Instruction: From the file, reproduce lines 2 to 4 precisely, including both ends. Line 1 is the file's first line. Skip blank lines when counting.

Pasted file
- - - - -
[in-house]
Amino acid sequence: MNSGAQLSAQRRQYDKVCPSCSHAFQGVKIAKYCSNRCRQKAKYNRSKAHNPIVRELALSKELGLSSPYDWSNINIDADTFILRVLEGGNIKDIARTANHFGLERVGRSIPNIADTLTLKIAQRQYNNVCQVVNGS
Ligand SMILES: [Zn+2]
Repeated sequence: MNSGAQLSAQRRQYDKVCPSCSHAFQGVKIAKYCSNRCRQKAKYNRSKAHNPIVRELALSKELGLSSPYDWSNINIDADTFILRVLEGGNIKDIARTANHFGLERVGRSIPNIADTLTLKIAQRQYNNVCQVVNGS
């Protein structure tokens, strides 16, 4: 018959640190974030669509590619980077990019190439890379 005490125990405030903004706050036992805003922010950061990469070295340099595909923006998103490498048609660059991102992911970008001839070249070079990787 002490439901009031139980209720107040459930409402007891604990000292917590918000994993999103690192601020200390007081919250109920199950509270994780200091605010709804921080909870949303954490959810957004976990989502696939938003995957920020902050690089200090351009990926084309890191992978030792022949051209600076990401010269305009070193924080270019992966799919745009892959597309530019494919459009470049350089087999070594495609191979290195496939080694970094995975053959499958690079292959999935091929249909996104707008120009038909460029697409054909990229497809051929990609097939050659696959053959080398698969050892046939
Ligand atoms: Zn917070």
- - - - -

Amino acid sequence: MNSGAQLSAQRRQYDKVCPSCSHAFQGVKIAKYCSNRCRQKAKYNRSKAHNPIVRELALSKELGLSSPYDWSNINIDADTFILRVLEGGNIKDIARTANHFGLERVGRSIPNIADTLTLKIAQRQYNNVCQVVNGS
Ligand SMILES: [Zn+2]
Repeated sequence: MNSGAQLSAQRRQYDKVCPSCSHAFQGVKIAKYCSNRCRQKAKYNRSKAHNPIVRELALSKELGLSSPYDWSNINIDADTFILRVLEGGNIKDIARTANHFGLERVGRSIPNIADTLTLKIAQRQYNNVCQVVNGS